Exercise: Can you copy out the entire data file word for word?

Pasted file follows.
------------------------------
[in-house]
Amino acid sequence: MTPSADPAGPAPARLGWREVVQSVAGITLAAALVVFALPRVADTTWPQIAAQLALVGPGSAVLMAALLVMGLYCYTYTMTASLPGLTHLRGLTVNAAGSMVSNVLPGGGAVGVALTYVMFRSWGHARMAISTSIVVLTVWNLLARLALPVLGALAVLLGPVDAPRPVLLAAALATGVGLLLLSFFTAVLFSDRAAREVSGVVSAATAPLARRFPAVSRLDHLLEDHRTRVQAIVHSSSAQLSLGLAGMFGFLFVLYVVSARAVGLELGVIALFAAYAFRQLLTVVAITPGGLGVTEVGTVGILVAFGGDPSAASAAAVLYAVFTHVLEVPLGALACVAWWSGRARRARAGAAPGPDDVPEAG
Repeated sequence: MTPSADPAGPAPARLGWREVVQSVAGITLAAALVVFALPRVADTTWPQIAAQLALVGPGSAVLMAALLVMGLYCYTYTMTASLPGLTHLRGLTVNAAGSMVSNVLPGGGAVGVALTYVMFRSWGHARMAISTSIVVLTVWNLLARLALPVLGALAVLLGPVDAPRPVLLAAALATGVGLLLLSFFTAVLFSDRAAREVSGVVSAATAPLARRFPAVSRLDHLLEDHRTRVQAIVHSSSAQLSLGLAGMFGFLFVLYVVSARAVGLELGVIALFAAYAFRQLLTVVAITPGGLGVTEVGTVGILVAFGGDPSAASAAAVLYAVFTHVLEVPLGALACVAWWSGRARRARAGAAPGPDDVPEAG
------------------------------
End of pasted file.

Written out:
[in-house]
Amino acid sequence: MTPSADPAGPAPARLGWREVVQSVAGITLAAALVVFALPRVADTTWPQIAAQLALVGPGSAVLMAALLVMGLYCYTYTMTASLPGLTHLRGLTVNAAGSMVSNVLPGGGAVGVALTYVMFRSWGHARMAISTSIVVLTVWNLLARLALPVLGALAVLLGPVDAPRPVLLAAALATGVGLLLLSFFTAVLFSDRAAREVSGVVSAATAPLARRFPAVSRLDHLLEDHRTRVQAIVHSSSAQLSLGLAGMFGFLFVLYVVSARAVGLELGVIALFAAYAFRQLLTVVAITPGGLGVTEVGTVGILVAFGGDPSAASAAAVLYAVFTHVLEVPLGALACVAWWSGRARRARAGAAPGPDDVPEAG
Repeated sequence: MTPSADPAGPAPARLGWREVVQSVAGITLAAALVVFALPRVADTTWPQIAAQLALVGPGSAVLMAALLVMGLYCYTYTMTASLPGLTHLRGLTVNAAGSMVSNVLPGGGAVGVALTYVMFRSWGHARMAISTSIVVLTVWNLLARLALPVLGALAVLLGPVDAPRPVLLAAALATGVGLLLLSFFTAVLFSDRAAREVSGVVSAATAPLARRFPAVSRLDHLLEDHRTRVQAIVHSSSAQLSLGLAGMFGFLFVLYVVSARAVGLELGVIALFAAYAFRQLLTVVAITPGGLGVTEVGTVGILVAFGGDPSAASAAAVLYAVFTHVLEVPLGALACVAWWSGRARRARAGAAPGPDDVPEAG